MISSION—Mission Historical Museum is scheduled to see renovations begin on its property within the next month. Museum Director Luis D. Contreras II explained the changes are going to be an exciting new addition for the community of Mission.
Last October, the Mission City Council approved $175,000 for the museum project and has since allocated an additional $75,000 for the landscape portion of the project, creating a project fund balance of $250,000.
“Phase one of the project will include demolition, hardscape and a wrought iron fencing around the property,” Contreras said.
The museum is located at the intersection of Doherty Avenue and 9th Street in downtown Mission, and the Museum Annex is located directly behind the main building at the intersection of East Tom Landry Street and Doherty Avenue. The project’s goal is to unite the two properties in a more cohesive visual setting.
Contreras said project will include demolition of the parking lots between the two buildings, the front sidewalk and repaving the road in front of the museum. New parking lot spaces and ramp accesses will be built at the front of the museum.
Phase two of the project will be the landscape portion. The empty space between the two buildings is planned to hold multiple stations that will not only be aesthetically pleasing, but an educational experience Contreras said.
Architects SSP-Design submitted an artist’s rendition of what the finished product will look like. The open area behind the annex will be an open, grassy space and will contain palm trees and shrubbery. This open lot of the property will be used as an event area.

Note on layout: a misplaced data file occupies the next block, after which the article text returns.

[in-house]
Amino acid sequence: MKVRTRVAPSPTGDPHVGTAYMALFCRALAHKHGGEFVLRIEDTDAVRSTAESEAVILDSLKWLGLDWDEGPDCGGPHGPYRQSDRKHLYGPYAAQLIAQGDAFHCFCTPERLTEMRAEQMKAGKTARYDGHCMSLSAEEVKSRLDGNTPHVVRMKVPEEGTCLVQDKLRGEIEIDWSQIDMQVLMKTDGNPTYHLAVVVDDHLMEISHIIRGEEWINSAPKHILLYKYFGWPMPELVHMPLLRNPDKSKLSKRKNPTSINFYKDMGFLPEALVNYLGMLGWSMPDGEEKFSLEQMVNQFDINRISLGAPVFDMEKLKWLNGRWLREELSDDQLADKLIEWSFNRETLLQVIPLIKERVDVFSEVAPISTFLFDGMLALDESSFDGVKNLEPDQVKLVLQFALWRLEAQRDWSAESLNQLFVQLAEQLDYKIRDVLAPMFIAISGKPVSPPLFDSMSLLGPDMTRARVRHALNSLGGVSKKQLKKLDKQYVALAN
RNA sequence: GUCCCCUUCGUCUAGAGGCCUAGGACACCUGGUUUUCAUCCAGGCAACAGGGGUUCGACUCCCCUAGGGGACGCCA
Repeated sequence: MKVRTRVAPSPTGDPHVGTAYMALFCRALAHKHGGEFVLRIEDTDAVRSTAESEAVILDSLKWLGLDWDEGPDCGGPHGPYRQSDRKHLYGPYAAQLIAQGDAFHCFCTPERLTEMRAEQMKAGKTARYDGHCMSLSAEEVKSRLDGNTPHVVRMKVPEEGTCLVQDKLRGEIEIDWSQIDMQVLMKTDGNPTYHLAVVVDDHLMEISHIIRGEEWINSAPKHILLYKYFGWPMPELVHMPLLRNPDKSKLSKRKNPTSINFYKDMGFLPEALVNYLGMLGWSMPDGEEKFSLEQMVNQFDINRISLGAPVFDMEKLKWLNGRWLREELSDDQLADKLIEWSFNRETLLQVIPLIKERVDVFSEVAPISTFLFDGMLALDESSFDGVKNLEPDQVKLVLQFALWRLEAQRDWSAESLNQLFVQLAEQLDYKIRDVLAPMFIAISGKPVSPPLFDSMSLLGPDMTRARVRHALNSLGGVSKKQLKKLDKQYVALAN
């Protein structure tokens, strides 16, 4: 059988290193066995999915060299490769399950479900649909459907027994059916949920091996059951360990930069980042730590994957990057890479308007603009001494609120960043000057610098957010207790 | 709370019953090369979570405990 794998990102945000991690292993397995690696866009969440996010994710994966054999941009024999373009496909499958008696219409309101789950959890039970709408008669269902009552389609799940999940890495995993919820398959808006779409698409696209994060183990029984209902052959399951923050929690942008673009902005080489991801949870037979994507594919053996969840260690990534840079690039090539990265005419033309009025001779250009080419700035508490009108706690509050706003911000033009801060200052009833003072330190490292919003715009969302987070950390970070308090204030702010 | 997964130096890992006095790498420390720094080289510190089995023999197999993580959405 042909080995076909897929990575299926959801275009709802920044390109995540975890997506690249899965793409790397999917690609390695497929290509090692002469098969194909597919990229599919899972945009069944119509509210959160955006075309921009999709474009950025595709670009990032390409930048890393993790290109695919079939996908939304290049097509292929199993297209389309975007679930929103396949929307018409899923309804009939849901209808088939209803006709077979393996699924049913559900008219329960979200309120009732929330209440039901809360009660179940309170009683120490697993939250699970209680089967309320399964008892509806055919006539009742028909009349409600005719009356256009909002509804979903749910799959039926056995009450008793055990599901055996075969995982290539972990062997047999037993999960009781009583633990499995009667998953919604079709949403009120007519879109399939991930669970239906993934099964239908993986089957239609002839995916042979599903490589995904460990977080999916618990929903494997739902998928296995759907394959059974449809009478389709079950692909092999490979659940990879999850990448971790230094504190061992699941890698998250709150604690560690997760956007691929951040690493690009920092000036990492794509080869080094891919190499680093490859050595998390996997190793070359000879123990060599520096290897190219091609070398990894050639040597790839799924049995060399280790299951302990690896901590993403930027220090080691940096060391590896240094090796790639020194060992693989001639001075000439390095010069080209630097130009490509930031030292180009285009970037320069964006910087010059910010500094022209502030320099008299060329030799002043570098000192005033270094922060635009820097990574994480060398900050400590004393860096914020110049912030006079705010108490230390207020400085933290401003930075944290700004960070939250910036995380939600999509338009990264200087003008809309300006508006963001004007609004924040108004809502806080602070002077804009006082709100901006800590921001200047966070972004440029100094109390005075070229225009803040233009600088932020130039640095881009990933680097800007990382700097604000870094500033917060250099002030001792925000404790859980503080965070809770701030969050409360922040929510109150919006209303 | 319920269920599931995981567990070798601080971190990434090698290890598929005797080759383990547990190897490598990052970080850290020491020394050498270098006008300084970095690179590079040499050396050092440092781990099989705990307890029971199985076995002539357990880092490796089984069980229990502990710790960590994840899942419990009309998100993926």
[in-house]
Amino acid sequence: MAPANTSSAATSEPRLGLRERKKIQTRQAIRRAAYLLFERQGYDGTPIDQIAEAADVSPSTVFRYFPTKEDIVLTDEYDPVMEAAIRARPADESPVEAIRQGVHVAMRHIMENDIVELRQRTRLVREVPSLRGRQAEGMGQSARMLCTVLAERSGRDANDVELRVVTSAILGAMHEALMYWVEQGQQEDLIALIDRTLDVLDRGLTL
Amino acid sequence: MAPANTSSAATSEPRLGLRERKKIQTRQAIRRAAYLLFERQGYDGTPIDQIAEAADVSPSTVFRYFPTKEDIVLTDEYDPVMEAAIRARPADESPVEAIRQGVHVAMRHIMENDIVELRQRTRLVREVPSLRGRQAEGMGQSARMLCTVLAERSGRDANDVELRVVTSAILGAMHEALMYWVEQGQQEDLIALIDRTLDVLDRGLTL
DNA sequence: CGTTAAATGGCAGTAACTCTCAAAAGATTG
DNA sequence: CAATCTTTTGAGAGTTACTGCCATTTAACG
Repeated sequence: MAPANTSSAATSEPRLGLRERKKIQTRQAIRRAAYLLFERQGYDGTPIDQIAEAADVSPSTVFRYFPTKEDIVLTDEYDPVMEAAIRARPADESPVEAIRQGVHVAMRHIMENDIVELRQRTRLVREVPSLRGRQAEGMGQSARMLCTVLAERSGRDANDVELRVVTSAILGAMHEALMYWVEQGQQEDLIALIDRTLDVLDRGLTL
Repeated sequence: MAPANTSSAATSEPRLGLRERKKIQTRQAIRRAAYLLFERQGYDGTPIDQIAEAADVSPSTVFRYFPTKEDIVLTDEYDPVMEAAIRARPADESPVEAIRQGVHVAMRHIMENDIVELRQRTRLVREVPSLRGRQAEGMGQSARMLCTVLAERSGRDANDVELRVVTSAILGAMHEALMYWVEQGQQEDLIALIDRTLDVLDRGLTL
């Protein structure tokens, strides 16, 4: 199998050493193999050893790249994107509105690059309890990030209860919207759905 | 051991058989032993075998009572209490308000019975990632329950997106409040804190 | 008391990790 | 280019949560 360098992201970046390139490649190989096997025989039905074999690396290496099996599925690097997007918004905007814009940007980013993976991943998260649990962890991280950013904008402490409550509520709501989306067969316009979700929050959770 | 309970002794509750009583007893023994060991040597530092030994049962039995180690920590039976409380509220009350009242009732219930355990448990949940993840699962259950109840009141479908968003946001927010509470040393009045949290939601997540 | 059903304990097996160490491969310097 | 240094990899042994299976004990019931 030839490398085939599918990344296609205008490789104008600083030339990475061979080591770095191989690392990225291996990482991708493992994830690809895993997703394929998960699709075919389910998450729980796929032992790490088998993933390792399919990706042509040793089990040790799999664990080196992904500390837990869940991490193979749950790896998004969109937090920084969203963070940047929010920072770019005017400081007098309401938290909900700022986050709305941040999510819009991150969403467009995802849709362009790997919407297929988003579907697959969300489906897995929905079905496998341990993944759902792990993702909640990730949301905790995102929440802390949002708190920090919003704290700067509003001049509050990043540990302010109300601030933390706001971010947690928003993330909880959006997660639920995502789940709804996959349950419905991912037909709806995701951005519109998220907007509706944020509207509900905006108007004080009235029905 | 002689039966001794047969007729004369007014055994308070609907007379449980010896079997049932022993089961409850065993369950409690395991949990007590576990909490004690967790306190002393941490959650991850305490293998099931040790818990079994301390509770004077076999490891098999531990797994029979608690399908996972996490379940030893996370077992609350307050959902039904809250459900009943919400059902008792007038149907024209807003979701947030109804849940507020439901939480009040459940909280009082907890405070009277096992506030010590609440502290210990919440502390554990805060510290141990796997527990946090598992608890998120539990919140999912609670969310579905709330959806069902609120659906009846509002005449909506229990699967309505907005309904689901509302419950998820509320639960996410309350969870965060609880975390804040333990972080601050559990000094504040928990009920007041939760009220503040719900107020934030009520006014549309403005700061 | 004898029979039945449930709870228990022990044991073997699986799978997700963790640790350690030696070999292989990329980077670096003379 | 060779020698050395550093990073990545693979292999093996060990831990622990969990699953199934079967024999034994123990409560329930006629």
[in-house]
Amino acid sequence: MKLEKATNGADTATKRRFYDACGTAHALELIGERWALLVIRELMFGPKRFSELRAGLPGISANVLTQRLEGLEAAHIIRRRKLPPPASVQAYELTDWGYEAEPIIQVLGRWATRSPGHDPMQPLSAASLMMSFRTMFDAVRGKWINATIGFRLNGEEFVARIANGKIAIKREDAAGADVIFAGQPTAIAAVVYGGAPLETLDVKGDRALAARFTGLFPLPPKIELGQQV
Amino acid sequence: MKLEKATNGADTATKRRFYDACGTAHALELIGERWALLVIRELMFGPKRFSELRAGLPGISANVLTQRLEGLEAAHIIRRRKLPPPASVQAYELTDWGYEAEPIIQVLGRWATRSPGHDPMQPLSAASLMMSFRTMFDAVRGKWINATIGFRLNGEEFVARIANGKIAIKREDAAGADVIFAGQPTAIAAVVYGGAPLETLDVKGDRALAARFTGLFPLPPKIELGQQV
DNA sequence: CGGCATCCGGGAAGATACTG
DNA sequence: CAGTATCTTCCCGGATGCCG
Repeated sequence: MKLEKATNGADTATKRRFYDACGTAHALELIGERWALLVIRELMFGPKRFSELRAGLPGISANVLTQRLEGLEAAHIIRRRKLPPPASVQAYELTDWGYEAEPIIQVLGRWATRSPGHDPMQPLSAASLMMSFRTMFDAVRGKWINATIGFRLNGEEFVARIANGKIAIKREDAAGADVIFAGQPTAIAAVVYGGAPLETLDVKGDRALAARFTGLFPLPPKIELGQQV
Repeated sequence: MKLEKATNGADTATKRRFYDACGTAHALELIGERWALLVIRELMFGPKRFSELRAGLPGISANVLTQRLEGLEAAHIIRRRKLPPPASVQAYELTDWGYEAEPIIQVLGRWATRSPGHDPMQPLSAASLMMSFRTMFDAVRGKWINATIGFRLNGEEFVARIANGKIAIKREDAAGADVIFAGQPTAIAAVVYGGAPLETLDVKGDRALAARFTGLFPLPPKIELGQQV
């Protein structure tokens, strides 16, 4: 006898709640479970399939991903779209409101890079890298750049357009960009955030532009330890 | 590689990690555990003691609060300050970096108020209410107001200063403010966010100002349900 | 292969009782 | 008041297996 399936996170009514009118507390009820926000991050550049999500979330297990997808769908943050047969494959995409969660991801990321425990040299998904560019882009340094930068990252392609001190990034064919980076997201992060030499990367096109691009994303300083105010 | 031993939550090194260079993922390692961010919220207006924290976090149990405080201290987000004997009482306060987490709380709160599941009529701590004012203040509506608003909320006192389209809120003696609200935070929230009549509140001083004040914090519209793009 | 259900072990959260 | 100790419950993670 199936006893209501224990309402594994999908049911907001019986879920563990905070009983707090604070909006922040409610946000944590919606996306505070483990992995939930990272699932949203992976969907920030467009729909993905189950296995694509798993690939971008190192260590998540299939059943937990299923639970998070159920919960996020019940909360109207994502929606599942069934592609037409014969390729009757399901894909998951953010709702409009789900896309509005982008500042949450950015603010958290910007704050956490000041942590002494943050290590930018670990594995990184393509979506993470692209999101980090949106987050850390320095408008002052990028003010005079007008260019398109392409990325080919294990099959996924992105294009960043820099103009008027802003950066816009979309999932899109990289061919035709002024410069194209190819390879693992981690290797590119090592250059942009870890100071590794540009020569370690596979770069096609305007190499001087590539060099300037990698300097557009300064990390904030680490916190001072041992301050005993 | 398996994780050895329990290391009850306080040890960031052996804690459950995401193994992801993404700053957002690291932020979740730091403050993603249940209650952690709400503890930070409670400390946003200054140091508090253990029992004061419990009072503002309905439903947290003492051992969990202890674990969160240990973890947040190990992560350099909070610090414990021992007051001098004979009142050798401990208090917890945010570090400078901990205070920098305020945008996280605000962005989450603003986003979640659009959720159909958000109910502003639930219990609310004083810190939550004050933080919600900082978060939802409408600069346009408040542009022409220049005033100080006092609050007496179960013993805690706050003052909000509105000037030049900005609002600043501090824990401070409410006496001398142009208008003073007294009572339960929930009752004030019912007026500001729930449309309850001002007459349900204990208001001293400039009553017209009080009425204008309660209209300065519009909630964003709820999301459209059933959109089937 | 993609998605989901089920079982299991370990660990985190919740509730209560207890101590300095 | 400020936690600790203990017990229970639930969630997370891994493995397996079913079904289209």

The current museum parking lot and alley will be redesigned to include walkways that connect the annex to the museum. Along the walkways visitors will be able to look at the Chapparal Rock Garden, which will house not only rocks and boulders but will also have a jacal.
A jacal, Contreras said, is an early form of living space that was used by Mexican families who occupied the area. The project will also include a fountain, butterfly garden and a native plant habitat.
“We will also have a citrus grove that will have the Rio Red Grapefruit and the Bitter Orange,” Contreras said. “We want to enhance the quality of life for residents and tourists. We hope to instill pride in our community.”
The museum is housed in the John Shary Building built in 1939, which has a Texas Historical Landmark designation. Construction was cleared with the Texas Historical Commission since all demolition and work will occur 25-30 feet away from the museum.
Contreras added they have received a lot of help from the McAllen-Mission Garden Club (MMGC).
“The club has been long-time members and supporters of the museum,” Contreras said. “We hope to open up the area to the community, so they can learn from the Garden Club. We want this to be a community garden where they can help maintain it…and have a common area.”
Groundbreaking for the project is scheduled for mid- to late February.
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